To get the best results, different kinds of knowledge will require different sharing methods. Some kinds are best communicated via guides or questions and answers (FAQ). Others via videos or podcasts. There are also types of knowledge that you can’t assimilate just by reading instructions. For instance, you can’t learn how to ski, play tennis or drive a car from reading a text. Or, at least, you’ll never become a proficient skier, tennis player or driver this way. No, this kind of knowledge requires supervised instruction, comprising both theory and practical training. But even if face-to-face instruction is more suitable for this kind of learning, digital solutions may well be sufficient or at least speed up the learning process. There are plenty of examples in which supervised online- or video-based learning is successfully used as the only method of training employees in various work tasks.

This is how to set up optimal knowledge-sharing in your digital workplace:

  • Identify how knowledge is acquired, distributed, consumed and understood by the employees who need it. If it’s relatively simple knowledge, which doesn’t require all that much information for it to be understood, a knowledge database in the form of a wiki or FAQ can be the ideal solution. But if it’s of more complex nature, or if the target group is heterogeneous in terms of learning ability, a step-by-step guide and/or video instruction could be an excellent additional method of conveying the knowledge.

    Building wikis and FAQ pages is a simple matter and doesn’t require any prior knowledge. You can, for instance, create wikis in Teams and a FAQ page doesn’t have to be any more advanced than a simple web page with questions and answers, compiled in a neat format. But if you want to offer users better search functionality, more detailed information and the possibility of discussing problems and solutions with others, then it’s better to use communities as FAQ platforms. Omnia and similar intranet solutions have ready-made functions and templates for this.

    You can also use communities for building knowledge databases, covering areas like business processes, products, development, and so on. Community members can write knowledge articles and comment, share and like others’ contributions. Document Management Systems can also be used to create powerful knowledge-sharing solutions.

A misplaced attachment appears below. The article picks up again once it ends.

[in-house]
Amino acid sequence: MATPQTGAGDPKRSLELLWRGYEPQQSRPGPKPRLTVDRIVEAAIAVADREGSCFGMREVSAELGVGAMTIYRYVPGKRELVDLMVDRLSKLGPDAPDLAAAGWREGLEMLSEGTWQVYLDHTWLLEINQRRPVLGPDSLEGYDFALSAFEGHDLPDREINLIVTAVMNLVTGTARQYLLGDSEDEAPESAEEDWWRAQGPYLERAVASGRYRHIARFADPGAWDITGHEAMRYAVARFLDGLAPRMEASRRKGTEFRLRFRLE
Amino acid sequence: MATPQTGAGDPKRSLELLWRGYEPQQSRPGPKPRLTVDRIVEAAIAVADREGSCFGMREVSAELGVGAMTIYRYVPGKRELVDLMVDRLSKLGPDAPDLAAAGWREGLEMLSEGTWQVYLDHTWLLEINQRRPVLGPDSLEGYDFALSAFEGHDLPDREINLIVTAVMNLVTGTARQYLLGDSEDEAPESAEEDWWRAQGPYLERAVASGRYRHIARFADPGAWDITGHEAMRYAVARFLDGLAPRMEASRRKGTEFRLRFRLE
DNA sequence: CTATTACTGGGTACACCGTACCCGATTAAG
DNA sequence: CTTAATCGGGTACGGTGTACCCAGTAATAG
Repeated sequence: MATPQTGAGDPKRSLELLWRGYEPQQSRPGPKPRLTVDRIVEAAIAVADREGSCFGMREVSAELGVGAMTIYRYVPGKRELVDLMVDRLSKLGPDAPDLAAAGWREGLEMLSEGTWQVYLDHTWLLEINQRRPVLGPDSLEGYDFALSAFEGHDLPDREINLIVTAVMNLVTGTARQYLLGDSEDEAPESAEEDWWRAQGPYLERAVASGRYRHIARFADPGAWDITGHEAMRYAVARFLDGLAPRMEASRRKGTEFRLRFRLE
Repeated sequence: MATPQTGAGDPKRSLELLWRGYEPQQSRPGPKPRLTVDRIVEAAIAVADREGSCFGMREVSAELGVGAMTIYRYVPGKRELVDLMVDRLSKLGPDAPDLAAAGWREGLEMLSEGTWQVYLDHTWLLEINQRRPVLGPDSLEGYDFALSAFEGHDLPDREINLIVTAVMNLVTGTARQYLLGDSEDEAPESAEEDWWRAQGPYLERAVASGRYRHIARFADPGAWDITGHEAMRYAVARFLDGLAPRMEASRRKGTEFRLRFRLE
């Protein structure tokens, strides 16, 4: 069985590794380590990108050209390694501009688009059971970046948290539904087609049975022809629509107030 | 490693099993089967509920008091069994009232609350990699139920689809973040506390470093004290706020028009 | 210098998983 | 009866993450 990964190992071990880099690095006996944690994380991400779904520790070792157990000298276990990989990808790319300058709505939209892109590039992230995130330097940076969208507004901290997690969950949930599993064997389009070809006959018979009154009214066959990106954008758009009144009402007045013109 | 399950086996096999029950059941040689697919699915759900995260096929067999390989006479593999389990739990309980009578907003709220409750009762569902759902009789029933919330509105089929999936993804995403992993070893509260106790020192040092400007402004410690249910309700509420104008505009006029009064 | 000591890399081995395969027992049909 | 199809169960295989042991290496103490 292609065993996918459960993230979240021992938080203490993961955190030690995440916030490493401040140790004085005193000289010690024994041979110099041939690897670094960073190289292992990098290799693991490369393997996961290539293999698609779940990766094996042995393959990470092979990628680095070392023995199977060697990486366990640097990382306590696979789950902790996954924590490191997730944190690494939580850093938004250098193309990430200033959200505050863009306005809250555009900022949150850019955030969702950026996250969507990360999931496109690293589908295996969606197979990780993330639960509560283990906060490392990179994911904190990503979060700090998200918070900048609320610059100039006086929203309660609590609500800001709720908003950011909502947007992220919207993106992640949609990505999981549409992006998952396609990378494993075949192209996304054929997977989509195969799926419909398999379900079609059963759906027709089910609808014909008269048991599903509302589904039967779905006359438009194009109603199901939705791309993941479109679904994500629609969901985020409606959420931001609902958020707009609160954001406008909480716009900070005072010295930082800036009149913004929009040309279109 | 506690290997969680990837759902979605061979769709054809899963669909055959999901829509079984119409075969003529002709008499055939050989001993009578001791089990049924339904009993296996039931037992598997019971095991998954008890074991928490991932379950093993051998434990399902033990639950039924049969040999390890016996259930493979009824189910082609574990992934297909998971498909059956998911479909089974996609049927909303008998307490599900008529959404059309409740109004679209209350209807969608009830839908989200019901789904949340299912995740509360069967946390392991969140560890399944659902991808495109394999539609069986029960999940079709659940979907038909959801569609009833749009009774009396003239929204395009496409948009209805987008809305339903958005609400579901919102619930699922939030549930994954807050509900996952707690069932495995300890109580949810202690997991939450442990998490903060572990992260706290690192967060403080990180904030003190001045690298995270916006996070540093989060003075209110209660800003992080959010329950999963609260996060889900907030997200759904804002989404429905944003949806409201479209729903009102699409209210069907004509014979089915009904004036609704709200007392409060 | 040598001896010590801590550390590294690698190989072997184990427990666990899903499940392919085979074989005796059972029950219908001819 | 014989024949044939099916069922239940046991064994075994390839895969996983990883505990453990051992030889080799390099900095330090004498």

• Find out how employees want to share. Some people are not best friends with the keyboard, but they may be brilliant at expressing themselves verbally. So for these employees, the possibility of disseminating their insights via video would be a much more stimulating and efficient method. With video and online-based meetings applications, like Teams, Slack, Skype and Zoom, users can share their knowledge via chat and video in live or/and recorded sessions. The recorded sessions can then be archived in dedicated knowledge forums and databases for later knowledge browsing and viewing.

  • Make knowledge easy to find. Having well-defined and systematically structured knowledge databases online is admittedly a vital prerequisite for your knowledge-sharing, but always remember that a significant portion of your organization’s knowledge is wholly organic. In other words, it resides in the heads of your employees. In order to extract and harvest that valuable source of knowledge, you’ll need to create a rich and easy-to-search competence database. The quality of the competence search will subsequently be highly dependent on the quality of your employees’ user-profiles and the possibility of search categorization.

    Your intranet’s transparency, search functionality and navigation structure are also key factors in making all internal knowledge easy to identify and locate.

Watch our webcast Implementing a Successful Knowledge Management Solution in Office 365 and SharePoint if you want to learn more about how to boost knowledge-sharing via your intranet. The webcast addresses areas such as creating advanced competence search and knowledge-based communities. You can also download our whitepaper A step by step guide to a great Knowledge Management solution.

Keep an eye out for our next blog post, step 4 in this series, in which we’ll discuss how you create functions and processes which make collaboration in the digital workplace easier and more productive!

If you haven't read the first two blog posts in this series, you'll find them here: